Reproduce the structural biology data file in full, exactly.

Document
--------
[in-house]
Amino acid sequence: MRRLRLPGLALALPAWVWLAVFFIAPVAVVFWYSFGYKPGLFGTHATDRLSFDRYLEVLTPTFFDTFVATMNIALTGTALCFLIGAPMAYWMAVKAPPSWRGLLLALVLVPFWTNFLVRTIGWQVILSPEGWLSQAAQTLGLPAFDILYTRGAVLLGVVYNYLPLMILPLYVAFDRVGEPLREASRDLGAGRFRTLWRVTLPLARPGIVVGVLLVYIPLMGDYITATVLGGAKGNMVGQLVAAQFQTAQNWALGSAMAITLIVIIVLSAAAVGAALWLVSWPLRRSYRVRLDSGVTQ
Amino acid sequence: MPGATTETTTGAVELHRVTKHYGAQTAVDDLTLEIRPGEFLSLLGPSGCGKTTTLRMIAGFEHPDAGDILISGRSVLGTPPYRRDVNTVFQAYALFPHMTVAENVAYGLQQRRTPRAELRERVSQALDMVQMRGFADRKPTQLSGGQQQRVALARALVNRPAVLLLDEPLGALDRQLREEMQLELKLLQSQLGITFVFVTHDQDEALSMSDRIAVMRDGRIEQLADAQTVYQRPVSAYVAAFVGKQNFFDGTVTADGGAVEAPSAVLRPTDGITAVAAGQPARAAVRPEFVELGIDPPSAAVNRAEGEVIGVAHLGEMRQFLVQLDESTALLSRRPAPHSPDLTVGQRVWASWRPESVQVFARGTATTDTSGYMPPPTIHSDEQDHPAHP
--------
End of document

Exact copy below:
[in-house]
Amino acid sequence: MRRLRLPGLALALPAWVWLAVFFIAPVAVVFWYSFGYKPGLFGTHATDRLSFDRYLEVLTPTFFDTFVATMNIALTGTALCFLIGAPMAYWMAVKAPPSWRGLLLALVLVPFWTNFLVRTIGWQVILSPEGWLSQAAQTLGLPAFDILYTRGAVLLGVVYNYLPLMILPLYVAFDRVGEPLREASRDLGAGRFRTLWRVTLPLARPGIVVGVLLVYIPLMGDYITATVLGGAKGNMVGQLVAAQFQTAQNWALGSAMAITLIVIIVLSAAAVGAALWLVSWPLRRSYRVRLDSGVTQ
Amino acid sequence: MPGATTETTTGAVELHRVTKHYGAQTAVDDLTLEIRPGEFLSLLGPSGCGKTTTLRMIAGFEHPDAGDILISGRSVLGTPPYRRDVNTVFQAYALFPHMTVAENVAYGLQQRRTPRAELRERVSQALDMVQMRGFADRKPTQLSGGQQQRVALARALVNRPAVLLLDEPLGALDRQLREEMQLELKLLQSQLGITFVFVTHDQDEALSMSDRIAVMRDGRIEQLADAQTVYQRPVSAYVAAFVGKQNFFDGTVTADGGAVEAPSAVLRPTDGITAVAAGQPARAAVRPEFVELGIDPPSAAVNRAEGEVIGVAHLGEMRQFLVQLDESTALLSRRPAPHSPDLTVGQRVWASWRPESVQVFARGTATTDTSGYMPPPTIHSDEQDHPAHP